Consumers who think six or 8 cores are many in a processor probably never had a reason to look up parallel chips and digital signal processors (DSP), but French company Kalray may change that.
What they've announced is a DSP chip which, thanks to its 256 individual cores (yes, that many) can perform 500 billion operations per second (200 GigaFLOPS).
One would think that something like that would require a lot of power, but that does not apply here. The processor actually makes do with 4W, less than the average mobile chip.
For comparison, a mighty Tesla
series GPU has a performance of 1,030 to 2,280 (single-precision). A factor of 5-10 isn't bad at all really.
Granted, being a digital signal processor, Kalray's chip (MPPA 256) has a narrower range of uses (accelerating multimedia codecs and filters) than, say, CPUs (can process pretty much anything) and GPUs (are best at parallel tasks).
To make things even more interesting, the newcomer is manufactured on the 28nm manufacturing process from Taiwan Semiconductor Manufacturing Company
(TSMC), the same foundry that makes those Tesla chips mentioned above, and all the other GPUs that NVIDIA uses.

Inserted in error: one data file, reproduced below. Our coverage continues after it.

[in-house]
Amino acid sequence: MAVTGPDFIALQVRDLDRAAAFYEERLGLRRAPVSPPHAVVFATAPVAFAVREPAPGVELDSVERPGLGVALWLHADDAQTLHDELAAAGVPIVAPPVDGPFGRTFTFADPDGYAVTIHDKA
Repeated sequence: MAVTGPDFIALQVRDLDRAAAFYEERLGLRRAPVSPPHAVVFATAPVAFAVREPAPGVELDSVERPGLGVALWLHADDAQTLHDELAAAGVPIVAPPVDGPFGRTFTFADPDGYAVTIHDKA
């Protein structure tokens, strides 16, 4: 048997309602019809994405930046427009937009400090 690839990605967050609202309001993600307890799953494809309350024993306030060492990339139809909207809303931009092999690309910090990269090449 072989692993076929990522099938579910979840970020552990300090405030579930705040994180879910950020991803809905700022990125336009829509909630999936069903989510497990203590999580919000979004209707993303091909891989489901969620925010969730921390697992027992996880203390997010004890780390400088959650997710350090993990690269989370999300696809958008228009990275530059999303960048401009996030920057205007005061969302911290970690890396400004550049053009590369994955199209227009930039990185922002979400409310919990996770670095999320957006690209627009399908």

Still, that doesn't change the fact that this is one strong chip that may endanger other many-core projects, like Adapteva's Parallella “supercomputer.”
"Kalray's technology has been developed with many OEM partners across several vertical markets, as well as through partnering with third party software vendors,” says Joël Monnier, CEO.
“Our first processor achieves a global processing power of 500 billion operations per second, along with a much lower power consumption than competitive solutions. Embedded designers will get the benefit of high processing power, low power consumption and high level programming to develop innovative applications in the fields of image processing, signal processing, control, communications and data security. The access cost of MPPA processors makes them optimum for all low to medium volume applications.”
Kalray expects to have customers from the fields of image processing, signal processing, control, communications and data security. Go here
to read more.